If you are like most girls and women, you will be shocked when you read this… “To be a better dancer, learn to lead!”
But, here’s a simple test that may help to convince you. Think back to the girls you knew at school. Select those girls who were in demand at every dance—the girls who had plenty of “cut-ins”, who were never wallflowers. Now, think it over… weren’t they the ones who could lead the other girls as partners?
I first hit upon this theory many years ago. The idea of teaching girls to lead was completely contrary to the accepted beliefs of the day. However, I was sure of the logic and common sense in back of my theory and I decided to try it out.
I visited classes that were held in girls’ clubs, schools, and colleges. I asked the members of each group to vote for the best dancers among their girl friends. Without a single exception, every good dancer who was selected was a girl who could lead!
Frankly, it has taken a great deal of courage to uphold my strong convictions. Most women cling tenaciously to the belief that “Leading will ruin a girl’s dancing.” It usually takes me a long time to convince mothers that their daughters can become popular dancing partners more quickly by first learning to lead other girls.
The Arthur Murray female teachers are noted for their ability to follow any partner. The first step in their training is to learn to lead all partners in all dances. In our studios we now teach all girl pupils to lead before teaching them to follow.
Two Reasons Why Learning To Lead Will Make A Girl A Better Dancer
- Have you ever skated hand-in-hand? If so, you know that it is only fun when you and your partner strike out and glide and the same moment. If one of you is slower and misses the rhythm, two-some skating becomes boring and uncomfortable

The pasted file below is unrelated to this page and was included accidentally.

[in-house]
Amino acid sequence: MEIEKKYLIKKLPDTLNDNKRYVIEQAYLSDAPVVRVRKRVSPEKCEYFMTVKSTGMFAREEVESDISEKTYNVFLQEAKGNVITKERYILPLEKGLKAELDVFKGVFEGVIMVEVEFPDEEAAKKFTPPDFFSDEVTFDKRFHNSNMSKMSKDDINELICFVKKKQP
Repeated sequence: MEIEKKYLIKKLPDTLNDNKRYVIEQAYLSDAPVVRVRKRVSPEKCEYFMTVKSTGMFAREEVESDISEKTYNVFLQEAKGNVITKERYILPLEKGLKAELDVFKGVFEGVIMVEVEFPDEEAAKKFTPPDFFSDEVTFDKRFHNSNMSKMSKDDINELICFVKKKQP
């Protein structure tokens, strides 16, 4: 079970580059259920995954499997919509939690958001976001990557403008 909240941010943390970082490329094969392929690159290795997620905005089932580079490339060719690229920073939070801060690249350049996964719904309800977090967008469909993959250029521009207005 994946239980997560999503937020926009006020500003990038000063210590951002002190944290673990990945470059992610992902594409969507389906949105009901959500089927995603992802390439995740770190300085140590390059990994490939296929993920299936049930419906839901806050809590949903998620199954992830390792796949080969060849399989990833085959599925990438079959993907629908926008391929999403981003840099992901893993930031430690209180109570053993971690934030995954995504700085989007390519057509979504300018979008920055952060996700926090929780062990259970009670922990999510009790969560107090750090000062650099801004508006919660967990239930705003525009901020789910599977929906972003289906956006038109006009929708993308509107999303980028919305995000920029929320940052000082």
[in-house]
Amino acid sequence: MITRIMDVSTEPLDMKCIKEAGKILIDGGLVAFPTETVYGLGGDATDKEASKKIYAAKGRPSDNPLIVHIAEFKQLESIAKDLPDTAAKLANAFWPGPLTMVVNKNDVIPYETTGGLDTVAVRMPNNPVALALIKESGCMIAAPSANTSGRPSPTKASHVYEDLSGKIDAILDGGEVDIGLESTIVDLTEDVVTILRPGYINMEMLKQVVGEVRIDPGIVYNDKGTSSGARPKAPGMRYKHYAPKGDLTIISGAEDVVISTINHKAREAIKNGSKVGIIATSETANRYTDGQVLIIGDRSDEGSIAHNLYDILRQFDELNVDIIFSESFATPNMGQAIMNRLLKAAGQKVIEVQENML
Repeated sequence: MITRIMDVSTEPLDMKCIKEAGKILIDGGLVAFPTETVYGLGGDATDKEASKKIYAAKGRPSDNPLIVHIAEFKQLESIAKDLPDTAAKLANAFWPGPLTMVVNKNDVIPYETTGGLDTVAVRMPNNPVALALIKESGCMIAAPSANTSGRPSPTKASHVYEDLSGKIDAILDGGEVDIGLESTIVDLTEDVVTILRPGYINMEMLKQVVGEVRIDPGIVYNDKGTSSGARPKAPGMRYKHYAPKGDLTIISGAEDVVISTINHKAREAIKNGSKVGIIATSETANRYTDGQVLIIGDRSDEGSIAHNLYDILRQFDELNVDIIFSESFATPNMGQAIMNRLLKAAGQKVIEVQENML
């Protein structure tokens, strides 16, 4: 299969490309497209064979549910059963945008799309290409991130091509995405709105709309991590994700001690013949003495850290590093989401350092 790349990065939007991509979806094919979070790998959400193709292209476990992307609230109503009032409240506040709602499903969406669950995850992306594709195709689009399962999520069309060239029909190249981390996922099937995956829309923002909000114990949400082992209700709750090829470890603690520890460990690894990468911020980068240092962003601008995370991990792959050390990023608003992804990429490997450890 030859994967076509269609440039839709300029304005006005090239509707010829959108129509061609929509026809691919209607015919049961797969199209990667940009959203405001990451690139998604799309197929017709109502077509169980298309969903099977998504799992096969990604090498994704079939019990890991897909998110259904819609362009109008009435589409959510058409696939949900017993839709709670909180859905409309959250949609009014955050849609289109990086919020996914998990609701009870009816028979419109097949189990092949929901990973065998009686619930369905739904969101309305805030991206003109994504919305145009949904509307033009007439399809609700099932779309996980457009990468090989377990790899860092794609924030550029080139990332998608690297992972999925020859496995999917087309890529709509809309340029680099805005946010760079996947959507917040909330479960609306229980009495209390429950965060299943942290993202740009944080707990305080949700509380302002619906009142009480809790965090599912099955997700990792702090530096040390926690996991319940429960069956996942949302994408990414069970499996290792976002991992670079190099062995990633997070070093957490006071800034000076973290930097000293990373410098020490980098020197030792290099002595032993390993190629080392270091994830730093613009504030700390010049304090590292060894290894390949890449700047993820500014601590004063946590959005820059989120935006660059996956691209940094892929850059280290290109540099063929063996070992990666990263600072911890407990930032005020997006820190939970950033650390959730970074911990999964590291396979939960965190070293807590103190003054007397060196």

Dancing with a partner works no the same principle. A girl must dance with her partner—not after him. She must express herself in time with the music… not wait woodenly and lifelessly, dependent on a strong push-and-pull lead. A girl who can lead understands the music and she can step out rhythmically, at the exact same time as her partner. Any man will enjoy her dancing because it feels alert—alive—vital.
- Once a girl can lead, she begins to realize and appreciate the man’s part. She discovers what she is expected to do when she is following a partner. A lady who can lead the man’s part in any step, will be able to follow that step twice as lightly and twice as well. To dance with true poise and assurance, you’ll need the confidence that knowledge brings. Learn to lead each step first… then you’ll follow it like a breeze.
Exceptions to Girls’ Leading
In all fairness to the old-fashioned prejudice against girls leading, there are certain exceptions to the rule. But, it is only in these two cases that leading will be a drawback to a girl’s dancing.
- A lady should not lead other girls more than half the time. The two girls should take equal turns. Sometimes tall girls are leading too often merely because of their height. They should single out other tall girls with whom to practice.
On the other hand, short girls should not forego the benefits of leading simply because their friends tower above them. It is a bit harder to lead someone much taller than yourself… but it is not really difficult; it will seem easy with practice. A short man dislikes dancing with a tall girl—not because it is difficult—but because he is afraid that the difference in size will make him look comic. A short girl has nothing to fear on this score… she should feel confident of being able to lead any female partner.
- Note that the following exception to the rule of girls leading applies only to poor dancers.
A girl will gain nothing from leading if she leads the same few steps all the time. Her muscles will become accustomed to only these few movements and habit will force her into the same steps no matter how strongly her partner leads. She will be in a rut and she will feel stiff and heavy to a male partner.
- To gain the full value from leading, a lady must practice leading as many steps as she hopes to follow.